“I stop counting on the second bottle,” he said. The people at the table, myself included, broke out in resounding laughter.
I did get to know him more, but I was hoping he’d want to get to know me, too. For the whole night, he asked me only these questions (not including the first):
“What’s your sport?” (Taking pride in being a sports enthusiast.)
“Scrabble,” I said jokingly, then added: “Swimming and badminton.”
“What year are you in again?”
“Going on third year,” I said, hoping for an inspiring remark.
“What’s your course?”
“Mass communication,” I said.
“Oh, your mom is Miss Mass Com, di ba(right)?”
These questions weren’t asked in succession. He turned to me to ask them only when the crowd at the table succumbed to silence. These questions, to me, sounded so elementary. Was that all he needed to know about me? Wasn’t he concerned about anything else? After 18 years, the only question he could muster involved the sport I was engaged in. I wasn’t even given the cliché “Kamusta (How are you)?” Underwhelming.
I was dying to know why he didn’t converse with me—as in a real, long conversation. Our interpersonal exchange of thoughts consisted only of the casual questions and the resulting nods. I had hoped for better. I sulked inside. I really did.
My timorous heart broke again when we dropped him off at the hotel where he was staying; it was possibly one of the last times I would get to see him again because his trip to Davao was scheduled early the following day. And it wasn’t the goodbye that broke my heart…
He said his collective goodbye to everyone and then turned his attention to my brother’s girlfriend in the front seat. “Hey, this will possibly be the last time I see you…” he said. I chose to not listen to him speak anymore, but I guess he continued his remark by saying, “so take care.” And then I decided to just blank out.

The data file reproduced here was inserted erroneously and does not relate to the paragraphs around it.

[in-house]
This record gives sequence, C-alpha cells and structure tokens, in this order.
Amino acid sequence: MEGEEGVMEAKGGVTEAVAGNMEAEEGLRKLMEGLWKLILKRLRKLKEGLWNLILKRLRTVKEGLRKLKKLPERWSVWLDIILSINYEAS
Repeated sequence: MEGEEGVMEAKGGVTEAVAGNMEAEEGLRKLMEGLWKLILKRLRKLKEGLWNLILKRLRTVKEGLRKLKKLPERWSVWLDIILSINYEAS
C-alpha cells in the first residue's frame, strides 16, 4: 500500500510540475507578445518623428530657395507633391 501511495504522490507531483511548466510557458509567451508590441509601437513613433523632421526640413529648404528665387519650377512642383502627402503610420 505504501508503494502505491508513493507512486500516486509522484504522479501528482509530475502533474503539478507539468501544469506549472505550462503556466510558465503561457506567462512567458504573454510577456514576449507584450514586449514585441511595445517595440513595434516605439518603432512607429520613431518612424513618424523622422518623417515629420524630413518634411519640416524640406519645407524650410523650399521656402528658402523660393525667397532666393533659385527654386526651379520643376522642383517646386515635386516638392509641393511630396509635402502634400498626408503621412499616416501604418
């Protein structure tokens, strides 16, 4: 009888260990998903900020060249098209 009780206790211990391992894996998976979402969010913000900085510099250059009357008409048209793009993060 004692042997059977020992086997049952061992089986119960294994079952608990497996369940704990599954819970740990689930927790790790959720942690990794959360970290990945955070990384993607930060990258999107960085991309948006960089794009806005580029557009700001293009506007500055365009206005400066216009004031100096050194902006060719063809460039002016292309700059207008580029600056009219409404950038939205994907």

In my mind, I was telling him: “Dad, it’s the first time you have ever seen me in person, and it could be the last time you’d see me, too. Aren’t you happy you finally met your son? Don’t you want to get to know me more? Don’t I need to take care of myself, too? Do you even recognize my existence as your son, your supposed responsibility? Don’t you love me, Dad?”
I crumbled in the back seat.
At this point, I’m slowly coming to terms with the difference between “father” and “dad.” And at this point also, I’ve decided that for every time I called him “Dad,” I would be lying to myself. How can you call someone “Dad” when you have never been loved by him? How can you call someone “Dad” when your first meeting seemed to be such a casual encounter, and not something that would help patch up things, that would help heal past pains, and that would help soothe this perpetual wound?
I am frustrated, angry, and heartbroken. But I am nowhere near remorseful.
Father, I wish any bit of your soul loved me. But I’ve wished for far too long, and it’s time to move on from something I know that will never happen. Happy Father’s Day, anyway.
Val Amiel Vestil, 18, is an incoming junior student in mass communication at Silliman University.